We are heading from Birnin Kebbi north-east to Argungu. It’s about 53 km. One perfect painterly composition after another whizzes past the car window. Rice and vegetables tended by people of all ages, groups of men sitting in the shade of trees, footpaths winding tantalisingly out of site into the green, the painterly rustic decay and distant rocky outcrops. The sun is already low and some heavy clouds are forming in the distance. Although it is getting towards the end of the day, there is still much activity on the streets, and trading goes on well after dark. Along the straight road, we pass some very fine looking horses tethered and being groomed and fed in the shade under the Neem trees.
We are intending to visit the Emir of Argungu in his palace, who will see us even at such short notice such are our connections. Set back off the road the walled compound has the look of a parade ground with buildings around the perimeter, some bedecked with flowering climbing plants. We come to a stop in the middle of the square. Groups of men sit around in the shade of the battered collonades and others stand in the open discussing the business of the day. Most are dressed Hausa style, one or two wear military combats and berets, and carry Kalashnikovs slung casually over their shoulders.
As we alight to stretch our legs, standing in the blinding sunshine bouncing straight upwards from the concrete, some staff approach our Hausa guide. He has a dark complexion and a weathered and lined face, highlighted by his elegant white kaftan and traditional hat. A brief discussion reveals the Emir unfortunately was summoned to Abuja and left yesterday, such is the nature of Nigerian politics.
Plan B comes into play as we now head back into town and make for the Argungu fishing village. The village is an extensive stretch of breeze block and grass roofed huts by the side of the Sokoto River, laid out like holiday camp chalets amongst generous, roomy avenues. One or two are occupied, but most are empty, and serve as home to many hundreds of hopefuls for the duration of the annual international fishing and sports festival, an important cultural event that has sadly been in decline in recent times. The apparent lack of maintenance of the village reflects this perfectly.
Sanusi drives as far as the terrain allows, almost to the river bank, where our guide encourages me to walk with him to the water’s edge. A boy is watering his donkey, and some other lads are washing fishing equipment in bright red plastic buckets. Some sand from the river is piled up lengthways along the shoreline, and knowing questions and answers in words are probably beyond us, I quietly assume the sand will be used for building the new fisherman’s huts set out nearby. I nod in approval albeit rather self consciously, which is taken as a signal to walk a little further on.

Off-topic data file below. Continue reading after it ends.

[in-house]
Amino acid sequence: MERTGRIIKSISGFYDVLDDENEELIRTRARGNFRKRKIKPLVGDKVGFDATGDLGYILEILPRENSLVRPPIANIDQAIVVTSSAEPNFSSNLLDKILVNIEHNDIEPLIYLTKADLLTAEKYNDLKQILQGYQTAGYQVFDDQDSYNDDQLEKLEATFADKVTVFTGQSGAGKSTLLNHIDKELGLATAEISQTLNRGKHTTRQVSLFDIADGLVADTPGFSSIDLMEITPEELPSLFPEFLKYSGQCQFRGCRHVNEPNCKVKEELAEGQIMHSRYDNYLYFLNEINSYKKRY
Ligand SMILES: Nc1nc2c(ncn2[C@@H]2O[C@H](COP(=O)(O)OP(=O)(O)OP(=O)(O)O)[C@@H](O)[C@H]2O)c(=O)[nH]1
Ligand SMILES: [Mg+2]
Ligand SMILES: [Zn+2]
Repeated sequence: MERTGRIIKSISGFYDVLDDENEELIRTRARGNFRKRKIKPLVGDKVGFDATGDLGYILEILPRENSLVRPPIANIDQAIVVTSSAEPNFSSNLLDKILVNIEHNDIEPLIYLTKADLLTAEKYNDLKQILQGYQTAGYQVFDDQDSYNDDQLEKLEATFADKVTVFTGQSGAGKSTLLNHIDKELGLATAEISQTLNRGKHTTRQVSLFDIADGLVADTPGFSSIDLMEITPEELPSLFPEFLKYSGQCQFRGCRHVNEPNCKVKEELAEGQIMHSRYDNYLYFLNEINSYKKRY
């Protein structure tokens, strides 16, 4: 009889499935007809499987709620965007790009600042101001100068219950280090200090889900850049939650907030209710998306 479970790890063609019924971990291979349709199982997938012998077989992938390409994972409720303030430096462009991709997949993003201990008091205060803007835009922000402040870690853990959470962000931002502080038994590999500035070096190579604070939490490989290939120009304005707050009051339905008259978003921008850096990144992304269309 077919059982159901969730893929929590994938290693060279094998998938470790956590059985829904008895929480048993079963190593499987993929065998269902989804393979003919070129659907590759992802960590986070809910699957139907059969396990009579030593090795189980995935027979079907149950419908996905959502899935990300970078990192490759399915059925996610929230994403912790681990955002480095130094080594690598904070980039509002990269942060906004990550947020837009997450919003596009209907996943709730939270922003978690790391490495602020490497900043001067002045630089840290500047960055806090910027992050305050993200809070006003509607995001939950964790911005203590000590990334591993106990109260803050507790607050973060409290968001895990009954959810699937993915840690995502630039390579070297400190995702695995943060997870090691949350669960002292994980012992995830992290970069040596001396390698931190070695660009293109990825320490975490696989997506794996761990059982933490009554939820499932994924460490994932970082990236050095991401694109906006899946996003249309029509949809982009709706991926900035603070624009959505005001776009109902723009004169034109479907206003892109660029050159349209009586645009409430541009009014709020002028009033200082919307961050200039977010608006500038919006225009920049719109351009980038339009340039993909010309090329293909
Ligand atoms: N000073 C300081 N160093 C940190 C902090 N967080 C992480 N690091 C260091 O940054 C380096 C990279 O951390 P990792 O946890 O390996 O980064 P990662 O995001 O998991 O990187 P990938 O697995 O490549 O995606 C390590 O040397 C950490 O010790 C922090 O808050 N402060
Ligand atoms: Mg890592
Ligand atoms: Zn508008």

The scene is set for a hippo to surface with the pale mauve flowers of water hyacinth clinging to its ears – we’ve all seen the wildlife documentaries – but that isn’t going to happen. I am told there are crocodiles here, and in all the rivers we have seen so far, which fits nicely with my idea of the wild, dark continent. Standing here I have a rather different impression though, one I’ve not yet understood.
The water is a mix of sandy silt and a pale lavender grey reflection of the now cloudy sky. It starts to rain, but is refreshing and cooling. I spot the ferry boat coming across to our bank in the middle distance, and my guide recognises my interest and leads on along the rice paddies to meet it. We make it to the landing point before the boat arrives, the rain now more persistent. Two boys bathe in the water as the boat lands. The teenagers in the boat have finished working for the day, and throw their tools and slippers onto the sandy shore before disembarking, some carry sacks above their heads. The first few boys smile for the camera, and it completely slips my mind to wipe the raindrops off the lens, but no matter. By now rain soaked, I try and absorb the enormity of the landscape, the hard living. The moment is heavy and laden with paradox.
The walk back to the pick up is quite a long one, and I feel confident enough in my
paddy walking skills to take a slightly different route than my guide as the terrain is drier.
I’m not sure why this feels strangely risqué and later put it down to the adventure.
Once we are underway the rain quickly stops and the drive back to Birnin Kebbi sees the sun give the trees and grasses and crops a backlit golden glow before setting behind more birds on wires. Later I make two postcards of the scene along the river, one of my guide leading me across the rice paddies to meet the ferryboat, and of the boys watching the
boat come in.